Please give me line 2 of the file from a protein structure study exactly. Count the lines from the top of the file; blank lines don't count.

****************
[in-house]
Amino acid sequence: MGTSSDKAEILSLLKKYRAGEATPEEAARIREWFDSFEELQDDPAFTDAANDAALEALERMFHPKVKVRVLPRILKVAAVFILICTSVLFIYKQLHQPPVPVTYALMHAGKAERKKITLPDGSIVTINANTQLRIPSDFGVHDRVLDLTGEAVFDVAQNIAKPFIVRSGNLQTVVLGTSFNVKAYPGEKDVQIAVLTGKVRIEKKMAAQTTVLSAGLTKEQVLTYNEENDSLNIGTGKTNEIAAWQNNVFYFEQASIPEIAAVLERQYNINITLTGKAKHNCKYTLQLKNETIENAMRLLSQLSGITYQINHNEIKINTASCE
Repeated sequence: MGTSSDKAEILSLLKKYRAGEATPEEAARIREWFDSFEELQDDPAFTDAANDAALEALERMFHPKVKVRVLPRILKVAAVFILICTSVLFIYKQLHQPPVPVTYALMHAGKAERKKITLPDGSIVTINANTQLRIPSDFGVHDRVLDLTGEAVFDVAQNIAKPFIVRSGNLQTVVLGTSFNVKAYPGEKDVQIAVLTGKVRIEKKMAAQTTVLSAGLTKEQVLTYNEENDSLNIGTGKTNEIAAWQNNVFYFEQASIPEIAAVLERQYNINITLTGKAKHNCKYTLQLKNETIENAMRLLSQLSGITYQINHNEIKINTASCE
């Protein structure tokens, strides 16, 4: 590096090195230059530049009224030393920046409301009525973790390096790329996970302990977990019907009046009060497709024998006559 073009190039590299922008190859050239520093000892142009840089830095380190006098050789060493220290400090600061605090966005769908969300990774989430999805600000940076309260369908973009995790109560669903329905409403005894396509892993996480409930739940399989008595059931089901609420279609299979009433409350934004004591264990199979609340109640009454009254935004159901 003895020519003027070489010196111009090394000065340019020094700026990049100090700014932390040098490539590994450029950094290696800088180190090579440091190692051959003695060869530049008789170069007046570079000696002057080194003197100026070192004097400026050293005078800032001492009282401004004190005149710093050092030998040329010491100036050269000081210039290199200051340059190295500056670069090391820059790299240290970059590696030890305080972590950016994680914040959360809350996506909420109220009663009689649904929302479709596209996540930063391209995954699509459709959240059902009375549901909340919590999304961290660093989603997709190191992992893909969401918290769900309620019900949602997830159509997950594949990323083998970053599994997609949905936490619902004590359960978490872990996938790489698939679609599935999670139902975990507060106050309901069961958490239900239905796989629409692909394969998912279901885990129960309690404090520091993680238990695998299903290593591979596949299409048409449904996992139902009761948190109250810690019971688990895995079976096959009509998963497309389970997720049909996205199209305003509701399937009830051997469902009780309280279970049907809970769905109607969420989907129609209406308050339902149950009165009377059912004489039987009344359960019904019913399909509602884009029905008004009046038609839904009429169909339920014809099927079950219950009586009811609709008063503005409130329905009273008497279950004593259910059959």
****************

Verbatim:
Amino acid sequence: MGTSSDKAEILSLLKKYRAGEATPEEAARIREWFDSFEELQDDPAFTDAANDAALEALERMFHPKVKVRVLPRILKVAAVFILICTSVLFIYKQLHQPPVPVTYALMHAGKAERKKITLPDGSIVTINANTQLRIPSDFGVHDRVLDLTGEAVFDVAQNIAKPFIVRSGNLQTVVLGTSFNVKAYPGEKDVQIAVLTGKVRIEKKMAAQTTVLSAGLTKEQVLTYNEENDSLNIGTGKTNEIAAWQNNVFYFEQASIPEIAAVLERQYNINITLTGKAKHNCKYTLQLKNETIENAMRLLSQLSGITYQINHNEIKINTASCE